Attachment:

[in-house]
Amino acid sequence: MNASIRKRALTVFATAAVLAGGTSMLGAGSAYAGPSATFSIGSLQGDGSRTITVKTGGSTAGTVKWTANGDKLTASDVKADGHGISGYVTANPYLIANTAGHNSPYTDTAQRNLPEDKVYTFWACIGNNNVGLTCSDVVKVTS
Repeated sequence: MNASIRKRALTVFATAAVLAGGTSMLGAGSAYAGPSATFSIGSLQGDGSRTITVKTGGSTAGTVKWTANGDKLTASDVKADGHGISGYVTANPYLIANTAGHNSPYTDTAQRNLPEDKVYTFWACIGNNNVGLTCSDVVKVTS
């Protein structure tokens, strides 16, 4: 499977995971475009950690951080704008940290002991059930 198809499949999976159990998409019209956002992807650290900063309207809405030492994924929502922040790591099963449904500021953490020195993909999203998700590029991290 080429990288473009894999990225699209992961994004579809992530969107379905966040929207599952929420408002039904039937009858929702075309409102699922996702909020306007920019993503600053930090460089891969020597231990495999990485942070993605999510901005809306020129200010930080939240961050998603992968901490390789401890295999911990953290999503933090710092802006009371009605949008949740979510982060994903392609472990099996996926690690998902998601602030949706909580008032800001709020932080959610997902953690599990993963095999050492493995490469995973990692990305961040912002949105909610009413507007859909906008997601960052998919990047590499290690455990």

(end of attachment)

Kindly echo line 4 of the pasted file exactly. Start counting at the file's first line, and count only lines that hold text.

């Protein structure tokens, strides 16, 4: 499977995971475009950690951080704008940290002991059930 198809499949999976159990998409019209956002992807650290900063309207809405030492994924929502922040790591099963449904500021953490020195993909999203998700590029991290 080429990288473009894999990225699209992961994004579809992530969107379905966040929207599952929420408002039904039937009858929702075309409102699922996702909020306007920019993503600053930090460089891969020597231990495999990485942070993605999510901005809306020129200010930080939240961050998603992968901490390789401890295999911990953290999503933090710092802006009371009605949008949740979510982060994903392609472990099996996926690690998902998601602030949706909580008032800001709020932080959610997902953690599990993963095999050492493995490469995973990692990305961040912002949105909610009413507007859909906008997601960052998919990047590499290690455990």